Húsafell Canyon Baths – what to expect from a trip to these geothermal pools in Iceland

A convenient stop after a visit to Into the Glacier is Húsafell, home to Husafell Hotel. And if you’ve been on the 10-hour tour (takes about 3-4 hours), you can perfectly time your lunch at Húsafell Bistro.

In addition to an à la carte menu, the bistro offers a daily hlaðborð (or buffet) for lunch where you can help yourself to kjötsúpa (Icelandic lamb soup) and vegetable soup, as well as pizzas and dishes from an extensive salad bar (chicken salad, pasta salad, sweet potato salad, and tomato and mozzarella salad—and more) with a variety of dressings and oils. It’s a great place to refuel after your morning’s exertions or even to refuel before the activities that await you next.

And what better to do then than to visit Húsafell Canyon Baths? These man-made geothermal pools are located in the highlands of Iceland and set in a surreal canyon landscape.

Entrance to the Húsafell Canyon thermal baths cannot be done without authorization, but you can buy tickets at the Húsafell hotel in an office next to the bistro for an exclusive minibus visit that includes transport with a guide, access and the time to devote to it.

Trips are made with fairly small groups that are taken on a short ride of around 10 minutes. Along the way, our guide told us about the area, the settlement of the Vikings around 940-950 AD, and the family that owns the Húsafell Hotel that dates back seven generations. We also learned about the region’s cold springs (which produce enough water to support half a million people daily) and the geothermal energy that allows the region to produce 40 liters per second of water hot at 70 degrees centigrade. enough to heat the hotel, the swimming pools and 200 houses, as well as the surrounding agricultural areas.


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The parents of the family who now run the area were rural tourism entrepreneurs – other farmers in the area thought they had ‘lost their minds’ killing their sheep and started ‘farming’ with tourists at the square. They built a swimming pool and a camping area and began to rent small recreational houses during the summer months. But it turned out to be the right decision, and that’s why Húsafell thrives to this day.

As we got closer to our destination a dark hill to the right was reported and the patches of snow on it. It was the shield volcano named ‘Ok’ on which the Okjökull glacier was downgraded as a glacier in 2014. (To be classified as a glacier, the snow had to have a certain thickness as well as some movement.) There is snow snow there all year round, but it doesn’t behave like a glacier. A plaque was installed in 2019 and a ceremony was held attended by Katrín Jakobsdóttir, the Prime Minister of Iceland, and other dignitaries.

After hearing this sad story, we took a tour and drove through the middle of three canyons, where we parked and took a short walk to the Húsafell Canyon Baths. Although the land here is private, there are no “do not trespass” signs – people are welcome to hike and enjoy the nature of the area as long as they respect the environment and don’t litter.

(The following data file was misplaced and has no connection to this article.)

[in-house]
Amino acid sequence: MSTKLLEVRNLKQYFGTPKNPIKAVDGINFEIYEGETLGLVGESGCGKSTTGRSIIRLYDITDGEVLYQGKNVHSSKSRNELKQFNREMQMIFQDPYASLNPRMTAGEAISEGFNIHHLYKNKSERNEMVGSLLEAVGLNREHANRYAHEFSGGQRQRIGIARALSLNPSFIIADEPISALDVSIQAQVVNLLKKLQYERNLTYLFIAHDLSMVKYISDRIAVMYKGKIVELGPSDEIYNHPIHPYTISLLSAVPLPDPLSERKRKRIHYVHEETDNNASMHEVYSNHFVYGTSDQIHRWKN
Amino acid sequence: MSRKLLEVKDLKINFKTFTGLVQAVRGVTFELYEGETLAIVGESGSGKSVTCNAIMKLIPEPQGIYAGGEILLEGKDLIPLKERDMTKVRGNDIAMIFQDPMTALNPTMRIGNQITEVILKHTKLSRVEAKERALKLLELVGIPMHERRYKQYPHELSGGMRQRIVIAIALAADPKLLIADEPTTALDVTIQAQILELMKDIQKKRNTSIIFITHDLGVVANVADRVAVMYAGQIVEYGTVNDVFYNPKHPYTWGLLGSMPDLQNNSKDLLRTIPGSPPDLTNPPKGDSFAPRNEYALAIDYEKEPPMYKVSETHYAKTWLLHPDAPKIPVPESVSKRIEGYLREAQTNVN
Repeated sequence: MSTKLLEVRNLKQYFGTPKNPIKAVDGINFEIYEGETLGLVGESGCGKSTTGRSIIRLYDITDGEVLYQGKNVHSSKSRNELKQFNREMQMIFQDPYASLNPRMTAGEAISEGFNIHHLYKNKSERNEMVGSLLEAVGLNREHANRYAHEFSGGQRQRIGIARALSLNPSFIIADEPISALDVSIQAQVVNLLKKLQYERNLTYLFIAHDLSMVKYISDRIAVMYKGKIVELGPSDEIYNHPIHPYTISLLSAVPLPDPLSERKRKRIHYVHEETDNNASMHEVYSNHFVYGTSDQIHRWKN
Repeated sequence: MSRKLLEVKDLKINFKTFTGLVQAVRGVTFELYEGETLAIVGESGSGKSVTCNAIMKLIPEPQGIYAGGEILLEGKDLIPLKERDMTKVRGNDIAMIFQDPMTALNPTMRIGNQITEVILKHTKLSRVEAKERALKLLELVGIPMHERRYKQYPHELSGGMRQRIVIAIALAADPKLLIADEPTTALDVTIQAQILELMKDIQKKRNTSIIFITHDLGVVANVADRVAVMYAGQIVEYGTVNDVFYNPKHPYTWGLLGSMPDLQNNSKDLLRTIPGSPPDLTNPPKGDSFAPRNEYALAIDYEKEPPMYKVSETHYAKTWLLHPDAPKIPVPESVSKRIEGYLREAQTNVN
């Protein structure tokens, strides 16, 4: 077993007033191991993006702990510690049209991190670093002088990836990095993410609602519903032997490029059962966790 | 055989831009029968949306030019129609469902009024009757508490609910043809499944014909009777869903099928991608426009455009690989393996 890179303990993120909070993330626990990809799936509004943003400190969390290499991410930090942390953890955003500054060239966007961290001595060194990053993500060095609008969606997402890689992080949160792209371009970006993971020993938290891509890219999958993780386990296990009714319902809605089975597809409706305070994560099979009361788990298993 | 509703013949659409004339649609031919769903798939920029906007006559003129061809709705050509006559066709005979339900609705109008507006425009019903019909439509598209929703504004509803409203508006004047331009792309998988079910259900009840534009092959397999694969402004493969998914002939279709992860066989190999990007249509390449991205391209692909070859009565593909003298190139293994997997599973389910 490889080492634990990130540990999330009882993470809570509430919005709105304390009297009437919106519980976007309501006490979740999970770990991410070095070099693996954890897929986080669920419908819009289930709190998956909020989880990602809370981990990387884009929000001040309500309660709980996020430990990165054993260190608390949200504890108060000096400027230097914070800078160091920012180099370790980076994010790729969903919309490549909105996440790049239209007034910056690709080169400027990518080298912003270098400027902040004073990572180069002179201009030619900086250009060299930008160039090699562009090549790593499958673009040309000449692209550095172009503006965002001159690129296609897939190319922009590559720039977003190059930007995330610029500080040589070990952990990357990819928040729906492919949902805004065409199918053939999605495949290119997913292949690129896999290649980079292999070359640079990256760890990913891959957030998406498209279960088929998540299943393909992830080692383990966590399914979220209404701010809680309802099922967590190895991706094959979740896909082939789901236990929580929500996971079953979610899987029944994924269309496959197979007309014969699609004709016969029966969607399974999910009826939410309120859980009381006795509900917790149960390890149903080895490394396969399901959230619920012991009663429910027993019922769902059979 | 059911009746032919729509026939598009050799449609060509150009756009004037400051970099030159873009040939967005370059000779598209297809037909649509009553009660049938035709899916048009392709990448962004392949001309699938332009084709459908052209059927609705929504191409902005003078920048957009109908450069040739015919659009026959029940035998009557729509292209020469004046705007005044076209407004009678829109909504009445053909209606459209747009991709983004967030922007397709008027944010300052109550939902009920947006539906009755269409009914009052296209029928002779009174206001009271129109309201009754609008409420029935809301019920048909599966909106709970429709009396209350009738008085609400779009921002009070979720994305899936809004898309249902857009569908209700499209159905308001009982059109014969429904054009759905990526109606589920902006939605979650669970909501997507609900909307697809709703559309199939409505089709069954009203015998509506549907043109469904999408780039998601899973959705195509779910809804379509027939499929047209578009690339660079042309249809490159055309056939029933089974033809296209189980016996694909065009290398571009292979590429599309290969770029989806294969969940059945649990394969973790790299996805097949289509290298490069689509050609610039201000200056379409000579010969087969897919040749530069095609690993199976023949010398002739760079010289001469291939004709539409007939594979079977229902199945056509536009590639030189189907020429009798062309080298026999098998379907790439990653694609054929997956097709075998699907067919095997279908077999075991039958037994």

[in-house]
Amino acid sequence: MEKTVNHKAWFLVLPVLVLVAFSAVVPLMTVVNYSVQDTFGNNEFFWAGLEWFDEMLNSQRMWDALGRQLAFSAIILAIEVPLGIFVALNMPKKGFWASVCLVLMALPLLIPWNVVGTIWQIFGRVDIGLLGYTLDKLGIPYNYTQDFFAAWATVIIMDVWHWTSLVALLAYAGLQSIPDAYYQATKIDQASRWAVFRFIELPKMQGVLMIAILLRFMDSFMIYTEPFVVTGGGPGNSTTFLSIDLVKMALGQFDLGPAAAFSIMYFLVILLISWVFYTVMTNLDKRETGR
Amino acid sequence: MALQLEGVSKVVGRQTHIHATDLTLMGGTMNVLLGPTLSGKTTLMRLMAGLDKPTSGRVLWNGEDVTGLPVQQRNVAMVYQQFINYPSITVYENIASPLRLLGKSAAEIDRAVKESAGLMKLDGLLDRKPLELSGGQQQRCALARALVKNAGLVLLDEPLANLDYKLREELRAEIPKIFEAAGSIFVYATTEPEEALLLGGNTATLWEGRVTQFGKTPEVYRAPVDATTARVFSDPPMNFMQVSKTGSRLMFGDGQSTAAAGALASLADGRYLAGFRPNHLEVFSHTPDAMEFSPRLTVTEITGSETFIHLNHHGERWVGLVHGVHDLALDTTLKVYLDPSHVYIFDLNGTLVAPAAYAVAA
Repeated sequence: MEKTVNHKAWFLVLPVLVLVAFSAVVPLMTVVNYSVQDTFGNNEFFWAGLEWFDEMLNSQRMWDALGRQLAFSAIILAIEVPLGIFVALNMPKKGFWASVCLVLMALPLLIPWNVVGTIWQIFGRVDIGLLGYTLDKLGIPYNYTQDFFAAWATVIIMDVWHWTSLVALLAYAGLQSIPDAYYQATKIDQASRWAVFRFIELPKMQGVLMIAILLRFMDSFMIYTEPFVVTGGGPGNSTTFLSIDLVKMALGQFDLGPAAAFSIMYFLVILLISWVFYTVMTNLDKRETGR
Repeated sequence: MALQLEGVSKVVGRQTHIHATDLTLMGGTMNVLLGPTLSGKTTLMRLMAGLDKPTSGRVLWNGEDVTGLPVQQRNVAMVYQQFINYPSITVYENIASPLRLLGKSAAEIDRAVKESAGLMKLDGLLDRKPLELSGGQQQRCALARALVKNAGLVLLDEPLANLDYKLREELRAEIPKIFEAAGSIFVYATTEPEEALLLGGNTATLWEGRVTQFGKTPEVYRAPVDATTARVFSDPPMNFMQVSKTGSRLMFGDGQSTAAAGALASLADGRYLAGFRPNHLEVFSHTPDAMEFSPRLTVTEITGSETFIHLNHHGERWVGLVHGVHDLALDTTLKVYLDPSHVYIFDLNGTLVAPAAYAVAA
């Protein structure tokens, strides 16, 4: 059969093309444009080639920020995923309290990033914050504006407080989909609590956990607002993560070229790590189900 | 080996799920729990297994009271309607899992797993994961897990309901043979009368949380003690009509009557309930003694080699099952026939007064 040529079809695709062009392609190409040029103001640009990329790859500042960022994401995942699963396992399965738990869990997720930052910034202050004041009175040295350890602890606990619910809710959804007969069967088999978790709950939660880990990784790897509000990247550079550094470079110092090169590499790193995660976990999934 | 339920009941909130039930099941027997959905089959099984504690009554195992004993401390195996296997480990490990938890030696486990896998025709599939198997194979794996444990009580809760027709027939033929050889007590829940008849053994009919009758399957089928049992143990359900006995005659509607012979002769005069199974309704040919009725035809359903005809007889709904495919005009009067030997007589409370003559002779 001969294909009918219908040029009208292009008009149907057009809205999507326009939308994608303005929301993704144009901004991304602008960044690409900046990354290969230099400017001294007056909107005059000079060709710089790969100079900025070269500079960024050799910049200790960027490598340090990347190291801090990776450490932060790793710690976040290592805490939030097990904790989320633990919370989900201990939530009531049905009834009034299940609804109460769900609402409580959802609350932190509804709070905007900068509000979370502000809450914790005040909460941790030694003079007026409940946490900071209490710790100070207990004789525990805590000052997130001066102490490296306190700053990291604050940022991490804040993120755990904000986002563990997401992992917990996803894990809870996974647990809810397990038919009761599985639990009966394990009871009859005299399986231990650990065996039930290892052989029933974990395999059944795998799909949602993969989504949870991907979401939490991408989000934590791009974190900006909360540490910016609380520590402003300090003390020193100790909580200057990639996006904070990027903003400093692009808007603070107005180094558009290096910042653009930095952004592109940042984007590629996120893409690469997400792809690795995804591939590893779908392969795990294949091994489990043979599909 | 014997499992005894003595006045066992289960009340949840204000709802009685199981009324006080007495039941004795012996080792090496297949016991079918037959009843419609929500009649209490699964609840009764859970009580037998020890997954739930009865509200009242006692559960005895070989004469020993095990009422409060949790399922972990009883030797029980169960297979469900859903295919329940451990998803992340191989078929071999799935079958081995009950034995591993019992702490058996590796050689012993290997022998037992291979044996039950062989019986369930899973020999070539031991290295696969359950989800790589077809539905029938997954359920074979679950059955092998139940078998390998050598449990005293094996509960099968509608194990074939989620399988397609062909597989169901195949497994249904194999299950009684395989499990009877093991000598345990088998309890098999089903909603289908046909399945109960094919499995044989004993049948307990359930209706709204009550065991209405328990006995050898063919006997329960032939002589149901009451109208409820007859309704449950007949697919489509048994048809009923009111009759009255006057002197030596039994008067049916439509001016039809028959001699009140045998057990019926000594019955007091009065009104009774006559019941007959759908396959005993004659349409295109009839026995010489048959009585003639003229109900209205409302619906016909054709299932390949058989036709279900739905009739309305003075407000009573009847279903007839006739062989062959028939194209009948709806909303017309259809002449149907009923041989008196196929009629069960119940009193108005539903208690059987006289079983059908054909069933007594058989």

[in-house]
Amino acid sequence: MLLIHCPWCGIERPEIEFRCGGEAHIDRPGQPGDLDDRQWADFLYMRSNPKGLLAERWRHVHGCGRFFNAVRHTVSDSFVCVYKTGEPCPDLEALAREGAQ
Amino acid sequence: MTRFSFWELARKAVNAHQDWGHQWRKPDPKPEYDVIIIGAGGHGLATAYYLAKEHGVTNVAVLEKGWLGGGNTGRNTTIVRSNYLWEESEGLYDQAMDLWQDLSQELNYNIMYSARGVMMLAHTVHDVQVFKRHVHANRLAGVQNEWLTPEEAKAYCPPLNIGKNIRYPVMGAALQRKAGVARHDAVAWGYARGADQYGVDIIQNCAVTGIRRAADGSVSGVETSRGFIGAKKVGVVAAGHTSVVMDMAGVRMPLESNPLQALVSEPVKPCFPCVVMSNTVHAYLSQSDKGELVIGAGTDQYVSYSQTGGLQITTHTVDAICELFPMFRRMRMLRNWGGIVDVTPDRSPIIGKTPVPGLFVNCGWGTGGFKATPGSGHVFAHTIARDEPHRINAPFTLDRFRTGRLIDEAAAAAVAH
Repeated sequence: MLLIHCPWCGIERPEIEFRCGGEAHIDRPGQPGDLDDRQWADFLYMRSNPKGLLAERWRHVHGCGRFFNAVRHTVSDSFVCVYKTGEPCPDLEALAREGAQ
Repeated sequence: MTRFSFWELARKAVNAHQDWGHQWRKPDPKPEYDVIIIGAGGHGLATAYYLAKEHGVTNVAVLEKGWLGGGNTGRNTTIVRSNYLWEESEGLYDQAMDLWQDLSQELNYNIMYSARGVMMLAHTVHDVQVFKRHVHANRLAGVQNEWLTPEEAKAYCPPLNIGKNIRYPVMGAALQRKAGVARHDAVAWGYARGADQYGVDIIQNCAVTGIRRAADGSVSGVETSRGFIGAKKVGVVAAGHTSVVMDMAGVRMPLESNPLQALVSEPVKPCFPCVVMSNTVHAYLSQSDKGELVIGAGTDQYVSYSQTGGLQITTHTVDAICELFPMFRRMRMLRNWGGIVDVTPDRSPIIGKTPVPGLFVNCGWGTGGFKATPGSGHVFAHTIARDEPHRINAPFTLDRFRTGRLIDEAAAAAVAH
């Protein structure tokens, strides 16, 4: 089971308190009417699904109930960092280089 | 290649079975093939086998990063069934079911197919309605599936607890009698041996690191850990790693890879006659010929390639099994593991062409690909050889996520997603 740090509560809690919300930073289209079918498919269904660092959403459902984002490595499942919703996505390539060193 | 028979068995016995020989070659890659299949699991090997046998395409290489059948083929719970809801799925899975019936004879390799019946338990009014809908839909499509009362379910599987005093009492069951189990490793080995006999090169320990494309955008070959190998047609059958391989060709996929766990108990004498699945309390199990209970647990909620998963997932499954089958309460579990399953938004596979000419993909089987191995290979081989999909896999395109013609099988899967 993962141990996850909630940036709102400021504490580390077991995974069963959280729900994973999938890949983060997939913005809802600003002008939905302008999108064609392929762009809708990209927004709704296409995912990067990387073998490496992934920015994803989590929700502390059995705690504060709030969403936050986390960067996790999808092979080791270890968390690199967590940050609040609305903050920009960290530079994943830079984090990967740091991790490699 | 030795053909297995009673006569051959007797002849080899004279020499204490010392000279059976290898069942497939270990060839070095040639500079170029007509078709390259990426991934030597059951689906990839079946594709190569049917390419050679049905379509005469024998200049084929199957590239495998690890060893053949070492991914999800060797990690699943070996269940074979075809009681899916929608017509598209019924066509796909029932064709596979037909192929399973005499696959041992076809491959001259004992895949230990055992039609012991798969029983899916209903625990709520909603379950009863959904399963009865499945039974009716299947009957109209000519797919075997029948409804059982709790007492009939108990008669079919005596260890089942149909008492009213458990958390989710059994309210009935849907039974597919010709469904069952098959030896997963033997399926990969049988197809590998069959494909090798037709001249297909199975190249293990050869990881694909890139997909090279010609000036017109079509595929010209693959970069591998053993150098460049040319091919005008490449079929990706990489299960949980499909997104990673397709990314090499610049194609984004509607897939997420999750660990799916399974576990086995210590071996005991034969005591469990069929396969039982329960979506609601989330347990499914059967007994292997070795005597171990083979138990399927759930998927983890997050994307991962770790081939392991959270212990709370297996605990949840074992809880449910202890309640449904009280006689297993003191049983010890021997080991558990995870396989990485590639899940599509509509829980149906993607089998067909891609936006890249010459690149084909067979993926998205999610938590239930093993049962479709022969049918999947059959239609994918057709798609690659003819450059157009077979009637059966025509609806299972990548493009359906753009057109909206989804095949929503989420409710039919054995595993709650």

The last part of the descent to the geothermal pools is via a long wooden staircase.

And once downstairs, there are men’s and women’s changing rooms, as well as an outdoor shower – you have to shower before entering the pools (but don’t worry, it’s hot!).

Wood-clad changing rooms are simply furnished, with benches and upturned horseshoes repurposed as clothespins.

The baths setting is as spectacular as it is tranquil – it’s good that they only take small groups as it makes for a more intimate experience. There are two tubs – the taller of the two has a large rock just below the water surface that you have to negotiate when getting into the water, so it’s best to enter upside down to avoid falling .

The pool closest to the bridge and changing rooms is easier to reach by a few steps and has large rocks where you can sit and relax in slightly above body temperature water. If you want to experience the cold water, you can lie in the creek (but beware, it’s freezing cold!).

A surprise on the way back to the minibus, which I didn’t expect, was a short walk to a wooden viewing platform.

From there, we were able to admire the two-tiered Langifoss waterfall. Normally, we would then have descended the valley on foot to be picked up by the lower minibus. However, as can happen in Iceland, the weather deteriorated (I could have sworn it was trying to snow…in July!) and we instead took the most immediate route back to our transport.

On the way back we heard of Reverend Snorri Björnsson who moved to Húsafell in 1747 at the age of 37. He was already famous for saving many lives as he grew up in the west fjords of Iceland and learned to swim on his own (at a time when Icelanders couldn’t swim). He was very strong and a foreman on a ship, and when small fishing boats capsized, he saved many fishermen. In Húsafell he is perhaps best known, however, for the Stone of Húsafell, a legendary lifting stone which weighs 186 kg (410 lb) which he used as the entrance door to a stone sheep pen and goats he built. This very stone can still be seen at the Húsafell paddock today and has been used in the World’s Strongest Man competition in 1992 as well as several Iceland’s Strongest Man competitions since .

Are you planning a trip to Iceland yourself? You can watch a video of our trip to Iceland here:

Disclosure: This post is sponsored by Husafell Hotel. Our trip to Iceland was also sponsored by Helly Hansen.

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